On April 22, 2019, this Court received notice (ECF No. 94) that Aguilar filed a petition for writ of certiorari in the United States Supreme Court on April 15, 2019. That petition was denied on May 28, 2019 (ECF No. 100).

         The Court now addresses Aguilar's motion for relief from judgment, and the Court will grant that motion.

         Under Federal Rule of Civil Procedure 60(b), a court may relieve a party from a final judgment if there is a showing of: (1) mistake, inadvertence, surprise, or excusable neglect; (2) newly discovered evidence; (3) fraud; (4) a void judgment; (5) a satisfied or discharged judgment; or (6) any other reason justifying relief. See Fed. R. Civ. P. 60(b). Aguilar bases his motion on Rule 60(b)(6). Rule 60(b)(6) is “used sparingly as an equitable remedy to prevent manifest injustice” and “is to be utilized only where extraordinary circumstances prevented a party from taking timely action to prevent or correct an erroneous judgment.” United States v. Alpine Land & Reservoir Co., 984 F.2d 1047, 1049 (9th Cir. 1993)). A party who moves for such relief must demonstrate circumstances beyond his control that prevented him from proceeding in a proper fashion. Cmty. Dental Servs. v. Tani, 282 F.3d 1164, 1168 (9th Cir. 2002). “[G]ross negligence by counsel amounting to ‘virtual[ ] abandon[ment]' can be an ‘extraordinary circumstance'” justifying relief under Rule 60(b)(6). Mackey v. Hoffman, 682 F.3d 1247, 1251 (9th Cir. 2012); see also Tani, 282 F.3d at 1169-71. A petitioner who claims he was abandoned by counsel must show that he diligently pursued his rights, before relief can be granted under Rule 60(b)(6). See Gonzalez v. Crosby, 545 U.S. 524, 537-38 (2005); Foley v. Biter, 793 F.3d 998, 1004 (9th Cir. 2015).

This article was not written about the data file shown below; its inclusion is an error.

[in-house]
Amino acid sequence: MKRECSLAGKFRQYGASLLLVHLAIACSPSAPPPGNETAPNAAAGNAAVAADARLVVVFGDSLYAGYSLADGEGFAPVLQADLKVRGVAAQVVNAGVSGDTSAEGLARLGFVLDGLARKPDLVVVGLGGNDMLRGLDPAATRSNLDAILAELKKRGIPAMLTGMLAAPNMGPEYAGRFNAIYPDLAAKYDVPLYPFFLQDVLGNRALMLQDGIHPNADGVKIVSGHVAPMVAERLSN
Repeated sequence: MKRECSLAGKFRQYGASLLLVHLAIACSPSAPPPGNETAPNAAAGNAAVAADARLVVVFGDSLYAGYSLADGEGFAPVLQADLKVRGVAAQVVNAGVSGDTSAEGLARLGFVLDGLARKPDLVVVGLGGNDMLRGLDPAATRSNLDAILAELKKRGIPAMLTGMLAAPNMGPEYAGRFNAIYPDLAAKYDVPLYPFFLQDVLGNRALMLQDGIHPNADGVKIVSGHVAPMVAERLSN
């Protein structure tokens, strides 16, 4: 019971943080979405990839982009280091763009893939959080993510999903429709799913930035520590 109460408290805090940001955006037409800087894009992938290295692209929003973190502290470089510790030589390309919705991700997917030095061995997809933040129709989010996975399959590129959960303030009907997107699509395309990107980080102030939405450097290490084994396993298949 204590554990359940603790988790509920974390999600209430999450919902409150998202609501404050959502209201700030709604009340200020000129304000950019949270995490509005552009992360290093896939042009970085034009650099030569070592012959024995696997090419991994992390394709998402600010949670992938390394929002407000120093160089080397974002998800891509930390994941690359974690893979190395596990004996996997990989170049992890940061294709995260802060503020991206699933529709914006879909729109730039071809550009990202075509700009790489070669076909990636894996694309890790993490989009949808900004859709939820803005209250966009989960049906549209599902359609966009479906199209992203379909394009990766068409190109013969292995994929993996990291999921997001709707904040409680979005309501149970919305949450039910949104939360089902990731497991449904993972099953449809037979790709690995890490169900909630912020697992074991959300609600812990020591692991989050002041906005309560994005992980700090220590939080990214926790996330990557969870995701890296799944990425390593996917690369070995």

In Mackey, a habeas case, the Ninth Circuit Court of Appeals held that a district court may grant a habeas petitioner relief from a judgment under Rule 60(b)(6) if gross negligence of his counsel, amounting to abandonment by counsel, caused him to fail to timely file a notice of appeal. Mackey, 682 F.3d at 1248, 1251, 1253 (citing Maples v. Thomas, 565 U.S. 266 (2012)). The court of appeals explained: “Relief in such a case is justified because gross negligence by an attorney, defined as ‘neglect so gross that it is inexcusable,' ‘vitiat[es] the agency relationship that underlies our general policy of attributing to the client the acts of his attorney.'” Id. at 1251 (quoting Tani, 282 F.3d at 1168, 1171).